Non specialist charging: If by some chance your phone does run out of juice there nothing worse than requiring some sort of attachment that looks like it’s used for catching squid to charge your phone. The most common charger these days is the Samsung/Blackberry/Micro-USB charger which is something to bear in mind. Especially, if your main phone uses that attachment.
Coverage: This is less to do with the phone and more to do with the PAYG carrier that you use. Vodafone has an anecdotal reputation for being the best in non-urban areas but it’s also pricier. According to this article by Uswitch there isn’t much in it, and they’re very cagey about showing a clear winner. Sites like Ukmobilecoverage give a better idea of what’s covered where and which PAYG SIM is best for your festival.
Of course, as a rule of thumb, if a festival is sponsored by a phone company they usually put up a temporary mast and if you get a SIM free phone you can juggle between carriers depending on where you’re going and the best coverage per site.
Internet & Wi-Fi: It would be nice, but in many cases the display on these phones makes Wi-Fi very laborious. Besides which, getting away from the email chain for a few days is definitely what the soul requires. That said, the Samsung E1200 has internet and data capability.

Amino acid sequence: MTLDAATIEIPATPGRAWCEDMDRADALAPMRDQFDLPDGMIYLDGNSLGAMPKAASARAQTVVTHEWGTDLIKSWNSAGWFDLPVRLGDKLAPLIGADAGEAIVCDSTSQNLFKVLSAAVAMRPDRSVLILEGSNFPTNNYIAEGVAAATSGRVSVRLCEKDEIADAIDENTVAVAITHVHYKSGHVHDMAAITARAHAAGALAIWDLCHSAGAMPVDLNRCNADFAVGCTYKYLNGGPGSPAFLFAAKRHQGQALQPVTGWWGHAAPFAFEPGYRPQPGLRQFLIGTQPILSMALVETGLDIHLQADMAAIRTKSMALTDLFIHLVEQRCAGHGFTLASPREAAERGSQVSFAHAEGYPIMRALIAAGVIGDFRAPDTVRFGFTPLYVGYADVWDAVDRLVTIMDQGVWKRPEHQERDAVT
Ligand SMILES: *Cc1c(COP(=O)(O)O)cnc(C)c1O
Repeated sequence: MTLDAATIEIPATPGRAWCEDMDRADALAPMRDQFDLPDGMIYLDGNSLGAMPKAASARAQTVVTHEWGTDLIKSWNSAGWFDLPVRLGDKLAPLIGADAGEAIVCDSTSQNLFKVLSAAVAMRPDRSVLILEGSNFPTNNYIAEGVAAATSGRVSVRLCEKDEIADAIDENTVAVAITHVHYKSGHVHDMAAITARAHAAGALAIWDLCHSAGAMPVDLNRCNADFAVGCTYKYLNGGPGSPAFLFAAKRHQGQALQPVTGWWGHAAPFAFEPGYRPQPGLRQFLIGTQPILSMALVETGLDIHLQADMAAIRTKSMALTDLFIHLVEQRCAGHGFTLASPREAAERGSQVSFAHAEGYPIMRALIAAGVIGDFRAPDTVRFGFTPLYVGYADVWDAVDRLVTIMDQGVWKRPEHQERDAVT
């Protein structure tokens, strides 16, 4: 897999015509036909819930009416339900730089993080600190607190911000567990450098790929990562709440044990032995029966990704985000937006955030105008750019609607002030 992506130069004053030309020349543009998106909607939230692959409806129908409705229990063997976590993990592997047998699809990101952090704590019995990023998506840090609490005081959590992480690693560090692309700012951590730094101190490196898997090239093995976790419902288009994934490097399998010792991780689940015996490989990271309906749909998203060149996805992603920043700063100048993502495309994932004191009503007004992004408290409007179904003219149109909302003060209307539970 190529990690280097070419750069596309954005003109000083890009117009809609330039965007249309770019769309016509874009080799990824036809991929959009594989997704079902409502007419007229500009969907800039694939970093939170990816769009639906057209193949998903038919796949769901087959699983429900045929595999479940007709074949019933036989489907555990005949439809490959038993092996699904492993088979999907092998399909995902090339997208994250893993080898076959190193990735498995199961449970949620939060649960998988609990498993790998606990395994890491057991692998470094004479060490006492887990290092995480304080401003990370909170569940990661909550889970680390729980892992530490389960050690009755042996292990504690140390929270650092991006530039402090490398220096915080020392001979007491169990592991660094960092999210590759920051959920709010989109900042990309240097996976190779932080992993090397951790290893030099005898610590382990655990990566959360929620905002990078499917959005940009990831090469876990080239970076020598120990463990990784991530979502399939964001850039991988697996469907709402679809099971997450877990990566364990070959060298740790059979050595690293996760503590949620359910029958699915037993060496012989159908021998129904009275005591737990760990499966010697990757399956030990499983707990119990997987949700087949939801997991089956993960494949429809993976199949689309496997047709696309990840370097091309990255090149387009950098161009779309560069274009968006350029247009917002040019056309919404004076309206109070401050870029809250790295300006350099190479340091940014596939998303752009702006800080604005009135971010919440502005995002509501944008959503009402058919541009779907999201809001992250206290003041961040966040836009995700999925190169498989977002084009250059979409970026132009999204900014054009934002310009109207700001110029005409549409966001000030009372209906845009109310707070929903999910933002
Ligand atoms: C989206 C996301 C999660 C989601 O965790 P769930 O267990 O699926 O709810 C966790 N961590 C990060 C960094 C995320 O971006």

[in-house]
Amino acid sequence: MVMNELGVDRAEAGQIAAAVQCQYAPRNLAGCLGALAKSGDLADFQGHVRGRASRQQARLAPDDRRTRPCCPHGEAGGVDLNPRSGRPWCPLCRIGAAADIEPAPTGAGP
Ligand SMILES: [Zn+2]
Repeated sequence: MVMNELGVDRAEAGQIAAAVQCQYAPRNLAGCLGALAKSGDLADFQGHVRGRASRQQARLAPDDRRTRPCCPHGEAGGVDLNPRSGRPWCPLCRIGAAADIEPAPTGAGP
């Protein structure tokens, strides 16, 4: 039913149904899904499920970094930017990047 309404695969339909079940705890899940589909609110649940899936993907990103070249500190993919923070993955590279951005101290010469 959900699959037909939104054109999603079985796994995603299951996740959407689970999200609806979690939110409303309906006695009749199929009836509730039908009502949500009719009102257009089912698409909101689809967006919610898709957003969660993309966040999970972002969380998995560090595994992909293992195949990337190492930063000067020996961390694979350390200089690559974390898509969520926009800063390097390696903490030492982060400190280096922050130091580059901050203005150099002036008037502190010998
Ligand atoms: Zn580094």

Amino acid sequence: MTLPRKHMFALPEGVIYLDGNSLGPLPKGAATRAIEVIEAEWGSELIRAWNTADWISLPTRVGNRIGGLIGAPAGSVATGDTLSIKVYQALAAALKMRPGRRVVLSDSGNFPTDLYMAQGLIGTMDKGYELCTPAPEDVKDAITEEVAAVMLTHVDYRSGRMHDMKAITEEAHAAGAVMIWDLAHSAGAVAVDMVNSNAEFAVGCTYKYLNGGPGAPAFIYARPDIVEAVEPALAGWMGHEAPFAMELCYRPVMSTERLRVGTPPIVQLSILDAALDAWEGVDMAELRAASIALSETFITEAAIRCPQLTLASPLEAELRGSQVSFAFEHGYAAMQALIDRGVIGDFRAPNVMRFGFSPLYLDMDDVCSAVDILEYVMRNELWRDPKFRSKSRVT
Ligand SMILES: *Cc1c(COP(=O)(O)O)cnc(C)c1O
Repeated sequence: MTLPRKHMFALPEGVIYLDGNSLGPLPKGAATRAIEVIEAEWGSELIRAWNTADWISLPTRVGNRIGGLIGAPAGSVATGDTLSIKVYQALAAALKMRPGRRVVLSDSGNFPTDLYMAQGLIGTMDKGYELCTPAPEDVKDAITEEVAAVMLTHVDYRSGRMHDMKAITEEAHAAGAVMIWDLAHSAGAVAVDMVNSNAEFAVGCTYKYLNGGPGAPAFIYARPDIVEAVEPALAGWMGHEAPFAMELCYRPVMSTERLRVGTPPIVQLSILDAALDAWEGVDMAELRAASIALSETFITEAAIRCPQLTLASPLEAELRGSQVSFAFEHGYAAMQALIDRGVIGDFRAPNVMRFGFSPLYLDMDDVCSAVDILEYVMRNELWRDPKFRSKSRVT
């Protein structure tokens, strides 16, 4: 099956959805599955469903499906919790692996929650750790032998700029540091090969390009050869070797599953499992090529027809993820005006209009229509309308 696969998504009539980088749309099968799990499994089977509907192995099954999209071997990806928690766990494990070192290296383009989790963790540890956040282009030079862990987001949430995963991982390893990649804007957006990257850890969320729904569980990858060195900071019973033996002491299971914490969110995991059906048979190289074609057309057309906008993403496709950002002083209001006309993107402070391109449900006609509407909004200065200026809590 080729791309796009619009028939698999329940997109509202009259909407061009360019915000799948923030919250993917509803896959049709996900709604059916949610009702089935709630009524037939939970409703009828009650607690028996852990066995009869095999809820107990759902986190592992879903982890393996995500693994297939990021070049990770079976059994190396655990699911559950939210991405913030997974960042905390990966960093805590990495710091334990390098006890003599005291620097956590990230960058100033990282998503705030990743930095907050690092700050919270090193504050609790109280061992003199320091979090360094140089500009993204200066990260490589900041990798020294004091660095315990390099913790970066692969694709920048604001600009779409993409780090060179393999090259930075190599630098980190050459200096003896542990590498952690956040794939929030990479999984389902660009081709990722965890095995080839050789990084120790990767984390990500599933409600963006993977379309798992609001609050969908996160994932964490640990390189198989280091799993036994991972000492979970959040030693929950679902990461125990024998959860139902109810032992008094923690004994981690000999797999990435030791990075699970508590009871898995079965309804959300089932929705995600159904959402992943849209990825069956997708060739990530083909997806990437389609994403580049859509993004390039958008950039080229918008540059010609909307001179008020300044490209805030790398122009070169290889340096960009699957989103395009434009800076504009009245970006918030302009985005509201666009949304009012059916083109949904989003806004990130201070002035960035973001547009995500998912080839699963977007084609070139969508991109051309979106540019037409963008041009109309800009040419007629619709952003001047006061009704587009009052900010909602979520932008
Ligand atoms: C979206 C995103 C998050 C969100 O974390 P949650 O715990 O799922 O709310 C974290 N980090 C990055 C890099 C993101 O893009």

Operating System: Sometimes familiarity is a good thing and if you so desired you could transfer your key numbers across to the burner using standard software that comes with your primary phone.
Torch: Kills your battery very quickly but also very handy for finding things in dark tents. The Nokia does have a dedicated torch feature, however any phone with a backlit screen has a ‘torch’.
More features and expensive models: If you want a spend a bit more you can get a phone that does more but again, the more features a phone has the less time you’ll get on your battery. Consider those super cheap sunglasses that never break and never get lost. It’s not much of superstitious stretch to imagine that these phones will behave in the same way. Also the build quality of cheaper phones seems to be very robust.
Conclusions and other considerations: Don’t leave it until the last minute. Credit for new phones can take up to 48 hours to come online, and you want to give you phone a proper 12 hour charge before using it in anger. To this end it might be worth going into a noncarrier-aligned store for a PAYG SIM comparison.
Which phone do we recommend? It’s hard to say. They all have their benefits, but it’s hard to go past the build and impressive 12.5 hour talk time (840hrs standby – yes a frankly unbelievable 35 days) of the Nokia 105, which despite living in a Samsung house could swing it for us on battery time alone. It also comes in bright blue and at the time of writing costs £9.95 with a £20 Vodafone PAYG SIM (with unlimited texts ) from Carphone Warehouse. While this deal isn’t the cheapest, the texts and coverage mean that communications are prioritised.
Like all festival misgivings this deal too shall pass and there are very good deals to be had for similar phones from own-brand retailers like Tesco (o2 network) and ASDA. For instance the Nokia 100 (574hrs standby, 4 hours talk) can be had for £14 (handset and credit) from Tesco, which is a good deal by anyone’s standards.
Happy partying and on with the show, sans onesie.
Smartphone photo by Thom Weerd. Additional images from Nokia and Samsung.